ACTIVE RECOVERY DAYS – Studies show that active recovery exercise may help clear blood lactate in the body. Blood lactate may accumulate during intense exercise and results in an increase in hydrogen ions in the body. This accumulation of ions can lead to muscle contraction and fatigue. By participating in active recovery, this accumulation decreases, helping your muscles feel less stiff the next time you workout.
ADEQUATE PROTEIN – Proteins help repair damaged muscle tissue and build new lean tissue as part of your body’s adaptive process. As a general rule, you should aim for 0.8-1.2g Protein per pound of bodyweight.
STAY HYDRATED – Water flushes toxins out of the body, transports nutrients into the cells and helps regulate body temperature and pH balance, in turn helping to reduce the effect of DOMS (Delayed Onset of Muscle Soreness)
#Recovery #Performance #TeamADC
https://athleticdevelopmentclub.com/wp-content/uploads/2020/10/MODES-OF-RECOVERY-Image.jpg526526athleticdhttps://athleticdevelopmentclub.com/wp-content/uploads/2020/10/Athletic-Development-Club-Logo.pngathleticd2020-10-31 07:23:122020-10-31 07:23:124 Different Modes of Recovery
In a world where Instant gratification is highly sought after, a lot of us just want quick results. In how we look physically, our health, our relationships or our career. But in doing this we are setting ourselves up for disappointment and frankly are missing the whole point. For those of you who have tried to stick to restrictive diets, this should resonate. Yes, you may get those quick results you were after, but at some point, you hit a wall and come to the realization that the approach is just not sustainable for you, and your focus was in the wrong place. So instead of going after quick results, EDUCATE yourself, create HABITS that will help you reach your goal and last but not least ENJOY how exercising, moving and eating healthier makes you feel better and learn more about yourself, in turn boosting your overall quality of life.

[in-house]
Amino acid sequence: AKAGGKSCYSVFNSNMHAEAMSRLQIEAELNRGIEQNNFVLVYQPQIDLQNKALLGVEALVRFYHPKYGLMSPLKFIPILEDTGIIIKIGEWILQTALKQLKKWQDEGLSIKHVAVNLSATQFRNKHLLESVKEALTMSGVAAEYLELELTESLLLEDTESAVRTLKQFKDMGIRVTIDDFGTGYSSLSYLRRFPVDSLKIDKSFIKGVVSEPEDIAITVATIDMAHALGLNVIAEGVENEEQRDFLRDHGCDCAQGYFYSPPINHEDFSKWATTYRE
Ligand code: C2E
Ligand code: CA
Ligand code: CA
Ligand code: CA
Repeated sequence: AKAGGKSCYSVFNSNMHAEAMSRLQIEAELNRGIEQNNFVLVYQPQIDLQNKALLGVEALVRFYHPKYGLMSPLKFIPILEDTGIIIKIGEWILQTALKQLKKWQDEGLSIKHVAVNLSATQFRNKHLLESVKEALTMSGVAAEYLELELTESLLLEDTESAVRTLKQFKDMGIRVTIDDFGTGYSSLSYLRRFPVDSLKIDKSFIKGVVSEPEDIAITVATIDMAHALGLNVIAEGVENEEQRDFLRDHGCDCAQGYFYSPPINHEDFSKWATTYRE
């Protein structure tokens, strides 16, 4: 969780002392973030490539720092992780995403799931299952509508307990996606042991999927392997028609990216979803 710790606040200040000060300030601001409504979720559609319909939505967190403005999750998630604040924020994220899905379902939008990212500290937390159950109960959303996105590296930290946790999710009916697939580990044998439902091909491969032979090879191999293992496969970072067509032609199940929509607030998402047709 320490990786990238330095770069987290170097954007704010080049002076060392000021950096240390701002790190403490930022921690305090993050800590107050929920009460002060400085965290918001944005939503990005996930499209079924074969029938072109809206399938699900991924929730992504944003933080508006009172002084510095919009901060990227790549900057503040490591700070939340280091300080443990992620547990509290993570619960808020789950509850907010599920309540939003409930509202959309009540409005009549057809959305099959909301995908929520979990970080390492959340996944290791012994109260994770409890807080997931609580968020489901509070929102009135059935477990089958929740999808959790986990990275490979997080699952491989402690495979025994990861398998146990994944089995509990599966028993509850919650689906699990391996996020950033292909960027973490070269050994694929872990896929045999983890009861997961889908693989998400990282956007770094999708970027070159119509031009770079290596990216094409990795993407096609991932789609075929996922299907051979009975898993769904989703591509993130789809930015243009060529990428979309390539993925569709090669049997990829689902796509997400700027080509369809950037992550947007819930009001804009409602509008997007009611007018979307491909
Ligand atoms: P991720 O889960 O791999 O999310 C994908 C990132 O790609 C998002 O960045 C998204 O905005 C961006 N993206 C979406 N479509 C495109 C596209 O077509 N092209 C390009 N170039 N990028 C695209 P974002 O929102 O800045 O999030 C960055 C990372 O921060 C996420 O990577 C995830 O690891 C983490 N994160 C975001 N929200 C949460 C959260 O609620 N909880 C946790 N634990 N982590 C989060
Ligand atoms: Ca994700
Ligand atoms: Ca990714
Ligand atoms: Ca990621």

#Weeklywisdom #Habits #Lifestylechange #TeamADC
Is it really possible to build muscle in lockdown?
In short, Yes!
Even with limited equipment, it is possible to stimulate muscle growth. Limited equipment means we may not be able to load up our muscles as many of us are so accustomed to doing in a gym environment. This method of building muscle is termed ‘Mechanical tension’ and involved lifting weights closer to your max. This is out of the question for most of us, but don’t say goodbye to your gains just yet as there are other ways in which we can stimulate muscle growth. Another way is by placing your muscles under what is called metabolic stress. This involves taking muscles to failure (in a safe manner), using moderate to higher reps and shorter rest intervals. The third way in which we can cause a muscle to grow is through muscle damage.
This is characterized by slowing down the negative (lowering) portion of the movement. But what do each of these looks like in a practical sense…
Perform 10 full range Press-ups with controlled lowering phase (you can regress to your knees if you are not competent in doing normal press-ups), then rest for 10 seconds. Repeat this as many times as you can until your technique starts to breakdown and you reach muscular failure. After, you will feel that your chest and tricep muscles (the main working muscles) are pumped and visually look larger in size. This is because your muscle cells swell up and trigger anabolic adaptations to occur.
Perform 10 full range bodyweight squats lowering for no less than 6 seconds and coming up at a normal pace.